As for this bombing in Varanasi, that AP link rxrfrx provided seems to do as good a job as possible this early on at tying these bombings to more recent communal violence.
posted by gompa at 1:50 PM on March 7, 2006

Also: as chunking notes, Varanasi is among the holiest cities in the Hindu world, and it is in particular considered the most auspicious place to die and be cremated - those who die there escape the cycle of death and rebirth for good.

I've heard that some wealthy Hindus maintain apartments in Varanasi to use one they reach death's door, and the city itself teems with funeral goers, funeral pyres, and a robust and lucrative industry of Brahmin priests grossly overcharging poor Hindu mourners for funeral rites.

Furthermore: It is where the film Water was set, but Deepa Mehta filmed her movie in Sri Lanka after losing a battle to shoot in Varanasi over several years with Shiv Sena and other Hindu militants enraged by its less-than-rosy portrayal of contemporary Hinduism's treatment of widows.
posted by gompa at 2:01 PM on March 7, 2006

peaceful religion is just another oxymoron. Religion no matter how well meaning at the start always degenerates into evil due to a lust for power by the minority and a lust to belong at all costs by the majority. Faith on the other hand is a beautiful thing which should never be allow itself to be tainted by religion.
posted by any major dude at 2:03 PM on March 7, 2006

Varanasi, also known commonly as Benares, is the holiest city in the Saivite Hindu tradition. It is very similar to Ayodhya for Vaisnavites, for much the same reasons as it is the birthplace of one of Shiva's incarnations and the home to Shiva's primary temple. Others have mentioned the reasons for its importance to Hinduism as a whole, and yes, these attacks can be accurately compared to a bombing in Mecca.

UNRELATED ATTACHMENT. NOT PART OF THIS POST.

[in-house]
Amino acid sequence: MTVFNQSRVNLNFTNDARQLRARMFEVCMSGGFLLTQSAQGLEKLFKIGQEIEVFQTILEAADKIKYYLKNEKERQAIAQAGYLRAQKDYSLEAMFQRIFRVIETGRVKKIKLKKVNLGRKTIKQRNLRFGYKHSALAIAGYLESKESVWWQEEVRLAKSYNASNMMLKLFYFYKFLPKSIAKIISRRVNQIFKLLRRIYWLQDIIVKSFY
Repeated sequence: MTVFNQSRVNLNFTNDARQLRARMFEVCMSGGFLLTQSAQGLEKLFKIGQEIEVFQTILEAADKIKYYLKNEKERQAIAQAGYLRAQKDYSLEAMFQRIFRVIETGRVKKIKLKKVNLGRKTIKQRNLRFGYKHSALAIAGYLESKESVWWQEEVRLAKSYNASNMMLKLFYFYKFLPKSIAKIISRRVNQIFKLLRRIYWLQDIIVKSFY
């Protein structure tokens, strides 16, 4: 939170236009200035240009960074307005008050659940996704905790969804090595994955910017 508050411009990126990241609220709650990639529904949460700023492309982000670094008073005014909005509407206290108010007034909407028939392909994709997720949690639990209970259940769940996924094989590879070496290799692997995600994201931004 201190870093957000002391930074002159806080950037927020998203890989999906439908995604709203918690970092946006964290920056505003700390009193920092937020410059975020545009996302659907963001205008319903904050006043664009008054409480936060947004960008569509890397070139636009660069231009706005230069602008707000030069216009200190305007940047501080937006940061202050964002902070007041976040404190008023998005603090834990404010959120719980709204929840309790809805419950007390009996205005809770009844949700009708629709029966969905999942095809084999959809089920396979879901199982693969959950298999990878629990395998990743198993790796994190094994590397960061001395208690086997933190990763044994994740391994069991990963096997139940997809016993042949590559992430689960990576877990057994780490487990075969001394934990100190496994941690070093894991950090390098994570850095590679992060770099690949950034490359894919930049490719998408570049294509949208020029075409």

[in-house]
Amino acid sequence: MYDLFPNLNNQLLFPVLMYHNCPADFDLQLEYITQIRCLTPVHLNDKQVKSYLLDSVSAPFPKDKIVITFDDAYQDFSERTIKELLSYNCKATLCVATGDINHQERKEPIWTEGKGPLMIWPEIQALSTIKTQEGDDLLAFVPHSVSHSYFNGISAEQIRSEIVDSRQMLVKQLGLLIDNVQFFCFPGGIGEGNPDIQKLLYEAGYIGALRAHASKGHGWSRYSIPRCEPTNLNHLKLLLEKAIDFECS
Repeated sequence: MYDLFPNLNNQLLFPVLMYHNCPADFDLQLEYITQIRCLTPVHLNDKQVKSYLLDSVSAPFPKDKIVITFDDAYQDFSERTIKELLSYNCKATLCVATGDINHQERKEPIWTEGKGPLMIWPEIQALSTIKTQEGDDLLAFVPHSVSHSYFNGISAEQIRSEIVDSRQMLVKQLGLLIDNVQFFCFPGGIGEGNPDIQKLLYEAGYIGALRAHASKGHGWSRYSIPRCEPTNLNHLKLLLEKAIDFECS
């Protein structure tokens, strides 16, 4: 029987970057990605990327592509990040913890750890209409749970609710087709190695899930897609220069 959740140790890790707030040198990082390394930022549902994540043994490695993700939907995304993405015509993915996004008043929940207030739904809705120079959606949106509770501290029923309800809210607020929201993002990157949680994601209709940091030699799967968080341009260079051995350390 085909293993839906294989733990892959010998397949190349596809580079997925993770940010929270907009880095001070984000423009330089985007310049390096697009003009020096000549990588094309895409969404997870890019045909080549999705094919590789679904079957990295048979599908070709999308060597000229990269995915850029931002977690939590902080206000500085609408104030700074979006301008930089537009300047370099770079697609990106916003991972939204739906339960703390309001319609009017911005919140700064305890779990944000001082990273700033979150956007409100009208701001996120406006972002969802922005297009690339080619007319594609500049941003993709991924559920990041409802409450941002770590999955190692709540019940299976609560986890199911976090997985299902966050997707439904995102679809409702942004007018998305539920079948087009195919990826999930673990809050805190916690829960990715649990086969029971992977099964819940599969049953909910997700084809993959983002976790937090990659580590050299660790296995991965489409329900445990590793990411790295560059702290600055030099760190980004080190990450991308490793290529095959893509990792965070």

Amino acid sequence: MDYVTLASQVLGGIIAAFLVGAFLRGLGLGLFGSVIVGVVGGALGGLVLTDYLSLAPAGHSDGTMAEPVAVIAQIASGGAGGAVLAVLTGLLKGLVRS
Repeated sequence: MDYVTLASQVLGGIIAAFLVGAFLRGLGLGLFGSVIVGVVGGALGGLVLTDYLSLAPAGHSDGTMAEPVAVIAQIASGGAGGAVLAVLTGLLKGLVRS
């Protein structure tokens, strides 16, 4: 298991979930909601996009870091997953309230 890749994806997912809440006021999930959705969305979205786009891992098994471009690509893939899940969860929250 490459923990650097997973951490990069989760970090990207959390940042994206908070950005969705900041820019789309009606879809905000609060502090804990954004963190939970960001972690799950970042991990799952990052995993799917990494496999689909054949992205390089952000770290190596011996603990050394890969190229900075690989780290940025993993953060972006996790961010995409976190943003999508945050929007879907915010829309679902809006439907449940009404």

I had hoped that with the recent ouster of the BJP from the ruling government, things like this would start to settle down a little bit. On the other hand, with the Bush administration funding Indian nuclear programs and the polarizing of Islam in the region, things will probably get worse before they get better.

(Personal self-indulgent aside: I'm a Saivite Hindu, and right now I am absolutely heartbroken.)
posted by Errant at 3:30 PM on March 7, 2006

[Saivite = worshipper of Shiva; Vaisnavites = worshipper of Vishnu]
posted by goethean at 4:27 PM on March 7, 2006

chunking and gompa, thank you for the excellent answers, they were very enlightening.

Wow, demolishing a 500 year old mosque... that's really evil. No wonder the Muslims were pissed.

One of the linked news reports here suggests that it might be Kashmiri separatists, which does sort of sync up with my original 'fringe elements' idea... the Kashmiris probably don't want peace between India and Pakistan.

I hope they catch the people responsible, I'm sorry for the loss of life, and I hope the repercussions are mild.
posted by Malor at 5:32 PM on March 7, 2006

the Kashmiris probably don't want peace between India and Pakistan

On the whole, the Kashmiris probably *do* want peace between India & Pakistan, but with Kashmir on the Pakistani side of the border.
posted by UbuRoivas at 6:17 PM on March 7, 2006

Seconding the thanks to both chunking express and gompa for the concisely informative posts.

I also feel heartbroken about this terrorist bombing of a temple. In the decade I lived in India it always impressed me that the country embraced much diversity for so long with comparatively little violence.
posted by nickyskye at 8:01 PM on March 7, 2006